A bit of history
Officially called the Sacré-Cœur de Montmartre (Basilica of the Sacred Heart of Montmartre), the basilica was built between 1875 and 1914.
The architecture is described as being neo-byzantine in its style. But what does that mean exactly? Paul Abadies, the architect who died in 1884, before the construction work was completed, took inspiration from the Hagia Sophia in Istanbul and Saint Mark’s Basilica in Venice. The architectural style features arches, vaults and domes with moulding and mosaics as decorative elements.
Sacré-Cœur breaks the basilica mould a little. Traditionally, a basilica is an elongated building with a high roof at its centre and lower chambers on either side. But Sacré-Cœur is more of a cross-in-square church with its compact square floor plan spanning 85 x 35 metres. The basilica stands at 83 metres tall, with the dome accounting for 55 metres of that height.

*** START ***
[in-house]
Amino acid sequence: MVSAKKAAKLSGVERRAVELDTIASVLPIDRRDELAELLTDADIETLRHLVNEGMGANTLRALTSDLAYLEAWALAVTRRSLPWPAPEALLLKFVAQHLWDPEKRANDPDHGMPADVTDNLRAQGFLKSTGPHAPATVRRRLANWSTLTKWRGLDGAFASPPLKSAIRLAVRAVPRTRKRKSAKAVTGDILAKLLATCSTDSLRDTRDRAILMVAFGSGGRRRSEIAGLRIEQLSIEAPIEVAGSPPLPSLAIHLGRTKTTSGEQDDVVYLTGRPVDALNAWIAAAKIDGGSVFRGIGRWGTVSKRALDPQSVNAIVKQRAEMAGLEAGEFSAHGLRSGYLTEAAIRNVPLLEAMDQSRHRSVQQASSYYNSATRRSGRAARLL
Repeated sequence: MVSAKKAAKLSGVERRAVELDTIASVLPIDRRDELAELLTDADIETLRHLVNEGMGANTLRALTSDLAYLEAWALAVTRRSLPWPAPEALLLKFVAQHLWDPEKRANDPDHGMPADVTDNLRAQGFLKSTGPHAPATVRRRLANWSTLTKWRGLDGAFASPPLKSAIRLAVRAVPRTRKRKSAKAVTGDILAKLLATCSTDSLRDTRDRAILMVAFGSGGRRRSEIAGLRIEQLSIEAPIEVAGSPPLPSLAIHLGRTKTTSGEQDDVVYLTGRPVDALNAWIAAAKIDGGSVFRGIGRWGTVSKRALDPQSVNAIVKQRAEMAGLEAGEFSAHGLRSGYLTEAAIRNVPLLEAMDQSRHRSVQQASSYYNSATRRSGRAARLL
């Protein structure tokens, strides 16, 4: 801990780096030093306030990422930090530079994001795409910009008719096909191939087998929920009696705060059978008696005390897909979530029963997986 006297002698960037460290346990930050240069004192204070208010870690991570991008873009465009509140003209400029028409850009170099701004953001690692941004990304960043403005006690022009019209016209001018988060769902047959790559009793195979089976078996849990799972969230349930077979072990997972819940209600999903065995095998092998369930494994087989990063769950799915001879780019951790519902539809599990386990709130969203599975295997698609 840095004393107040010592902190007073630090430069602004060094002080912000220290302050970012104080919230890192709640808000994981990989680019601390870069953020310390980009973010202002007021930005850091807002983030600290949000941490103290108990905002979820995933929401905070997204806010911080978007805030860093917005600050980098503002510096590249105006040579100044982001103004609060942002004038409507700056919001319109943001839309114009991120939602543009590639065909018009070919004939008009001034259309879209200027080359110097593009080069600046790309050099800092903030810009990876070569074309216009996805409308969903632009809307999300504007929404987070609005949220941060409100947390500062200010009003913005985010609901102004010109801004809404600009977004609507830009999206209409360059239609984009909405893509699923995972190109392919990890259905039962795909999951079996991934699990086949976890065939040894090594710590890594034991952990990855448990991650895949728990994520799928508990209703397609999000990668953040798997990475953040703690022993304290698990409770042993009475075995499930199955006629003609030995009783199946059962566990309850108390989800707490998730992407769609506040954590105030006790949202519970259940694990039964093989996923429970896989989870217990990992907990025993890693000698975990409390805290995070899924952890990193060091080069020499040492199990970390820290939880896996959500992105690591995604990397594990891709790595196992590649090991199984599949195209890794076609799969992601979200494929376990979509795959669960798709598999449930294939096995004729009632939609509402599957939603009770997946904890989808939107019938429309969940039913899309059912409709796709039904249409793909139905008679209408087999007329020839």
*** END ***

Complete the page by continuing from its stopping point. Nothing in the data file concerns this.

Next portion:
Sacré-Cœur got a lot of bad press for a long time. Even within the travel sector! This quote was taken from an illustrated book published in 1974:
“When you approach and reach the forecourt, when you enter the interior, you cannot put up with the accumulation of meaningless structures: the glorious, disproportionate domes, the indestructible ugliness of the sculptures and mosaics and even less with the coldness of the pale material, which will never take on a patina, this robust stone from Château-Landon which, contrary to expectations, becomes whiter with increasing age.” Fleury, Erlande-Brandenburg and Babelon, 1974.
That was then. What about now? These days, Sacré-Cœur is easily one of the top 10 sights in Paris!